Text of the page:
The Affordability/Unaffordability of Luxury Goods

Karnani’s (2007b) argument builds on the fact that poor people do need to consume more, but cannot afford it. They may wish to buy quality products, but their limited incomes makes this difficult. Where Prahalad (2010) mentions adapting the ways products are packaged as a solution to affordability, to Karnani (2007b), smaller packages at lower profit margins are a fallacy. Poor people buy small packaged products owing to convenience and their inability to save. Since big containers of shampoo or packets of cigarettes are simply not affordable, small packages and single cigarettes are preferred. Although this way of marketing products can help to manage poor people’s cash-flows and can be more convenient, affordability is not increased; it is only increased when the price per product is reduced.

The Costs of Serving Poor People

A primary concern concerning serving poor people is that these costs are very high owing to a market’s geographical dispersion (Karnani’s, 2007b). Exploiting economies of scale is hard when distribution costs are very high. A weak infrastructure (transportation, communication, media, and legal) further drives up the costs of doing business with poor people (Karnani, 2007b). Seelos and Mair (2007) agree, and discuss the hindrances to investments at the BOP. They question Prahalad’s argument that the BOP presents a massive profit opportunity. If this were the case, and millions can be made that easily, why have companies not already exploited this opportunity at a large scale? The truth is that business models must change fundamentally to serve poor people while generating profits.

Terrorism and Extremism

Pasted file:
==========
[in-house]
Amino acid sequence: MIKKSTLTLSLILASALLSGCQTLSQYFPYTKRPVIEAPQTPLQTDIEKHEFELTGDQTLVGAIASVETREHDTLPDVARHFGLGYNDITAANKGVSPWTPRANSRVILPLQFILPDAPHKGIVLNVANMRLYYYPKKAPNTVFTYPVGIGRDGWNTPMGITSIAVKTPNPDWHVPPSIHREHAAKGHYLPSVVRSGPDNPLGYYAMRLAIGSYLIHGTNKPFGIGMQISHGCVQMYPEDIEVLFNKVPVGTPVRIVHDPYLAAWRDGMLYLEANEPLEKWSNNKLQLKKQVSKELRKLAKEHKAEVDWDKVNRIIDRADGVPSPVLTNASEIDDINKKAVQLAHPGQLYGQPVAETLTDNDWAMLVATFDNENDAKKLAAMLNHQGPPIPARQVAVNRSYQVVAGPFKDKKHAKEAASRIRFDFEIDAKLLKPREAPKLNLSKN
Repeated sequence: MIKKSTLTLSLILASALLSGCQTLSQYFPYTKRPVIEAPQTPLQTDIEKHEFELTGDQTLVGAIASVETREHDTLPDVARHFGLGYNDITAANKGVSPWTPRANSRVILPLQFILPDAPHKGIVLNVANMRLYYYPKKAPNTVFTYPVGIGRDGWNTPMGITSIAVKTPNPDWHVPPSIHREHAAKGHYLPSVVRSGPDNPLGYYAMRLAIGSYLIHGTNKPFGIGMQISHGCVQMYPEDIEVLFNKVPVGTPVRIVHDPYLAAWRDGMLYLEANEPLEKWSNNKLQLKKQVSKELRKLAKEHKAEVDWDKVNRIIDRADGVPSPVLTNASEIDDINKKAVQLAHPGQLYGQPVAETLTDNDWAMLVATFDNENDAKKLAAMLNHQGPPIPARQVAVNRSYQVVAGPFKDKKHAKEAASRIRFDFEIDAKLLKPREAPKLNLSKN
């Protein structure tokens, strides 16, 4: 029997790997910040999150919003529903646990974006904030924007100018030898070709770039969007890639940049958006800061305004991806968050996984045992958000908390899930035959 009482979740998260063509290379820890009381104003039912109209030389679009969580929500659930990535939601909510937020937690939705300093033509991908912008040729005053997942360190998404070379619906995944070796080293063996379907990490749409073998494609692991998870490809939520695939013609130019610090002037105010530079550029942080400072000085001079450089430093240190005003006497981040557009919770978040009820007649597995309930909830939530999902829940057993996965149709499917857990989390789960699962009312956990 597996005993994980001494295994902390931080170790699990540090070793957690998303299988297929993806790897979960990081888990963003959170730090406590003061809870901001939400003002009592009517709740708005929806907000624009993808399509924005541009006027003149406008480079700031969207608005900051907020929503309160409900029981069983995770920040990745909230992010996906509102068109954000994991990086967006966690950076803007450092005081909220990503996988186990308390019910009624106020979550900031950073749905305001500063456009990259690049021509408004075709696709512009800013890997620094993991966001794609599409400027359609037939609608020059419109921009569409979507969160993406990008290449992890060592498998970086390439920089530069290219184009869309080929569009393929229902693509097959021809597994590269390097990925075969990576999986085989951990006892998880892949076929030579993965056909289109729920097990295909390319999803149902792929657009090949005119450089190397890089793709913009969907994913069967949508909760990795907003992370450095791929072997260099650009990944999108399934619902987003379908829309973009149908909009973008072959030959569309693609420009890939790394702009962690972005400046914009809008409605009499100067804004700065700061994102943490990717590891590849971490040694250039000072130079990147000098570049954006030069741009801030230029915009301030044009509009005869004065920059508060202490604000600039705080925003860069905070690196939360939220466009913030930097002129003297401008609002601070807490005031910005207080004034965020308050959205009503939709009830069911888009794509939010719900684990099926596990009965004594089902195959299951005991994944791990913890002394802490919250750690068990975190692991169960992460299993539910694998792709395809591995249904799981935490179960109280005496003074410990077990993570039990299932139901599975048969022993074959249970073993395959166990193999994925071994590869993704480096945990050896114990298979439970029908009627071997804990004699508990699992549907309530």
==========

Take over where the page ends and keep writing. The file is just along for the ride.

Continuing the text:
Although little is known about what motivates people in developing countries to become an entrepreneur, extreme adversity positively influences entrepreneurial activity. This paradoxical observation is explained in the literature (Azevedo, 2010). It is argued that entrepreneurs are incubated when a disruptive event occurs. In environments with terrorism, people need coping skills to deal with a situation and to stay optimistic. Entrepreneurs have a higher adversity quotient than non-entrepreneurs, which enables them to see more opportunities. The main argument holds that entrepreneurs are more likely to respond and take action in situations of unexpected distress. These conditions can help entrepreneurs to approach things differently and respond to transitional opportunities. Setbacks and personal distress can increase self-knowledge and one’s level of functioning. Hoping for a better future can be the basis for engaging in entrepreneurial activities. Individuals are more willing to take risks when disruption occurs. As Azevedo (2005) puts it, the most straightforward explanation for the paradox of enterprise resilience in the face of adversity is that returns to entrepreneurial activities are commensurate with risk.